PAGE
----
"COURAGE...is being scared to death, but saddling up anyway." John Wayne

Mar 17, 2018

Pound Cake Reflections

I’m looking at a postcard of the Alamo which I finally got around to filling in the night before last for my Aunt and Uncle in San Jose. Since Mom and Aunt Barbara passed away, Aunt Cathy has stepped in as a surrogate. (L-R siblings Barbara, Adrienne (Mom), Julian Pritchard; wife Catherine, 1994)

My trip’s costs are mounting, so the more spots I stay for free, the better. After all, I am self-contained. But internet and phone receptions are generally lousy, at least where I’ve been driving, so I've been stopping at RV parks infrequently. I was running low on fresh water and needed full hookups to charge all the electronics, so rather than continue to the next rest spot last night I sprung for an RV park.

I turned on my forgotten home phone, only to discover a number of messages left over the past 7 days. Two of them were from Aunt Cathy, earlier in the week. My Uncle was in the hospital and she wasn’t feeling too well herself. She sounded weak and implored me to call, which I vowed to do as soon as I finished the messagesAnother message was from Sis, yesterday morning,

“You need to call home. It’s important.”

And another from a second cousin,

“Call me. It’s important.” Important is just another word for tragedy, have you noticed?

Aunt Catherine passed away in her sleep sometime Thursday night. This interesting woman, born in Marseille to Greek parents, was visiting relatives in San Francisco while a college student in France, fell for my Mother’s brother in uniform, and spent the next 55 years married to the man they all called, Jules.

My first trip abroad was to West Berlin after graduating high school in 1973. Uncle Julian and Aunt Cathy were stationed there, and so I spent my senior year waitressing in Friendly’s Ice Cream Parlor to save for the trip. During that summer I watched Aunt Cathy concoct her French dishes as easily as most people scramble eggs.

I successfully prepared her recipes for Coquille St. Jacques and Sauté Sec, maybe only one time when I was very young; but her recipe which tops my chart is a cake she prepared that Summer of Bundt pans.

Full of apples, coconut and nuts; moist and not-too-sweet; THIS I’ve baked throughout my life since it’s so easy.  A couple years ago I was able to send it back to Aunt Cathy when she either lost her recipe or her memory of it. So, in her honor, here's a cake from the 1970's which I've also made into over-sized muffins and individual mini-cakes. Give it a try; you won’t be sorry.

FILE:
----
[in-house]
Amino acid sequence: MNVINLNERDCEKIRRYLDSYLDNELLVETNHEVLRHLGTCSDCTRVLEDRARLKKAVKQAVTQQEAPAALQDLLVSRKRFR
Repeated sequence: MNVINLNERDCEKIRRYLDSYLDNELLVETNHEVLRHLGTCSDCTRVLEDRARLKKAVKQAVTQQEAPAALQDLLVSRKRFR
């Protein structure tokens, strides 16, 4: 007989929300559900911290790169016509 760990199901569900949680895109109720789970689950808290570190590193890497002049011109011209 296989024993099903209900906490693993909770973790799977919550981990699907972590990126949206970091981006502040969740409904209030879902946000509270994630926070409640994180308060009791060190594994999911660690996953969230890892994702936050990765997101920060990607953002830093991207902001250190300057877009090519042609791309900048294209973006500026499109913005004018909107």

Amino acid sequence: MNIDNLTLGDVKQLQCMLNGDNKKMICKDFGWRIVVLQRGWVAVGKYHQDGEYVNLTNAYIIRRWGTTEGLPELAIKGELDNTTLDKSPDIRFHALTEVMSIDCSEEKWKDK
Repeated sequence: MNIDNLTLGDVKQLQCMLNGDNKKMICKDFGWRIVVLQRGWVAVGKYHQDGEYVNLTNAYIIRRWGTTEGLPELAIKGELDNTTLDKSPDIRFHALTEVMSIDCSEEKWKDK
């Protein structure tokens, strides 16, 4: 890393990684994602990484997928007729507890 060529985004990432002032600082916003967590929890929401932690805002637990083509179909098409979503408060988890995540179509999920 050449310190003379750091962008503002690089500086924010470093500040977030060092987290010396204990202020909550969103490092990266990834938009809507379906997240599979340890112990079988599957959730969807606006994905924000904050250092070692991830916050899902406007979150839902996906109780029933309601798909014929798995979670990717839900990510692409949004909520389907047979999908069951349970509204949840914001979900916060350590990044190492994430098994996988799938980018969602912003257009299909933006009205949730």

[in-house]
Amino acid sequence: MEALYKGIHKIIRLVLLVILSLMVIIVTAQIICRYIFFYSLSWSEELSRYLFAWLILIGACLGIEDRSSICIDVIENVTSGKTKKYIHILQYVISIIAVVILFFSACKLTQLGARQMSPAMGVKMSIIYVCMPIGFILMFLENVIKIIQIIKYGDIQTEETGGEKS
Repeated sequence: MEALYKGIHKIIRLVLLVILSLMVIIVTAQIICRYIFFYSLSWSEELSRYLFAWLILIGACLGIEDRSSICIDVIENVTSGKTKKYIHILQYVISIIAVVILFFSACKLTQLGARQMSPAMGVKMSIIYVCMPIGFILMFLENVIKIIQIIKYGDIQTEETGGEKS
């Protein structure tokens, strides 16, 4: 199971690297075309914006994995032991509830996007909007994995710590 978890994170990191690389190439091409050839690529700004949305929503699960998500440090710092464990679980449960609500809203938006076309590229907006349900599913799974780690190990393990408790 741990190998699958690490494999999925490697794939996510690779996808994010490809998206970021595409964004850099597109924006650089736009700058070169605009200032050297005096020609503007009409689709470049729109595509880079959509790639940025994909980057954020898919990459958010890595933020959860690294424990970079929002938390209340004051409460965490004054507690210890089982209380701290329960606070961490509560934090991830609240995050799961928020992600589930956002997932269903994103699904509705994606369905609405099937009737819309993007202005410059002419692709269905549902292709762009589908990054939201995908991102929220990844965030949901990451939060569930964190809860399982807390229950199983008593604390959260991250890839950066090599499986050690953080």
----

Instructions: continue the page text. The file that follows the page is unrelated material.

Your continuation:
Catherine Pritchard's Apple Pound Cake

Beat the following together in a large bowl:
2 cups sugar
1-1/2 cups Wesson Oil
3 eggs
1 Tbsp. vanilla flavoring

In a separate bowl, mix together:
3 cups plain flour
1 tsp. baking soda
1 tsp. salt
Add to the first mixture.

Mix the following:
3 cups diced apples, peeled
1 cup walnuts (or pecans), chopped
1 cup coconut flakes
Add to the other ingredients.

Pour into greased and floured Bundt, or tube pan.
Bake at 350° for 1 hour 20 minutes.

And remember what they say…bake it with LOVE!

Thank you, Aunt C. We’ll all miss you.

Mar 15, 2018

Venting in California

We’re currently sitting in a rest area on I-5 in California, in what sounds like the middle of a sleet storm. No heat except the gas stove. The furnace is not hooked up for several reasons, and the portable gas heater I picked up in Oregon was left with friends in Texas, since it scared me to use it.

I’m not complaining; just explaining. People want to read about my interesting road adventures; well, what’s often entertaining to you is a pain in the como-se-llama to me, at least at the time.

Mar 12, 2018

My Routes Have No Access

I’d forgotten that at least once during a road trip you’re likely to kick yourself for a bad direction decision, and I’ve had mine pretty much out of the gate.

I never should have left I-10 for Pecos. From there the road to Carlsbad turned into a migraine, complete with Brontosaurus-size trucks, potholes rivaling only New York State and pebbles just waiting to nick your windshield. I tried getting off early but the side road was worse, and damned if I wasn’t heading back to El Paso.

Too late to do much else. After filling the tank at a generic station in Nowhere-land the sign said No Services for 150 miles. My tank is 17 gallons and I’ve never accurately gauged my mileage, because I haven’t wanted to compare my estimated 10 mpg to the 12-15 of other Warrior drivers. But I was never put to the test.

I pulled over early because headwinds kept me in one place. There was no cell phone or Internet reception and hardly anyone on the road to begin with. Better wait until morning when the winds should be lighter.

Mar 8, 2018

It's Called 'Tacking'

I've been driving for two days and I'm still in Texas. I don't know what else to say.

I left Austin and took a nice secondary road through the Texas Hill Country. If you're a wine buff you'll think you died and went to heaven; one wine-tasting vineyard after another. Smack dab in the middle of Texas, imagine!

290W dropped me on to I-10 heading for El Paso; but as I drove and drove through what only appears to be nothing-land, I quickly tired of the Interstate and battling broadside winds.

So I veered from my track and headed in a diagonal direction to Pecos (pronounced Pay-cos, I was corrected right away). Never been, and I've been to El Paso more than once.  From here it's any woman's guess; after all, as long as I head West I'll eventually hit water.
Original gourd art designs Copyright 2018 Andrea Jansen Designs. Please write for permission.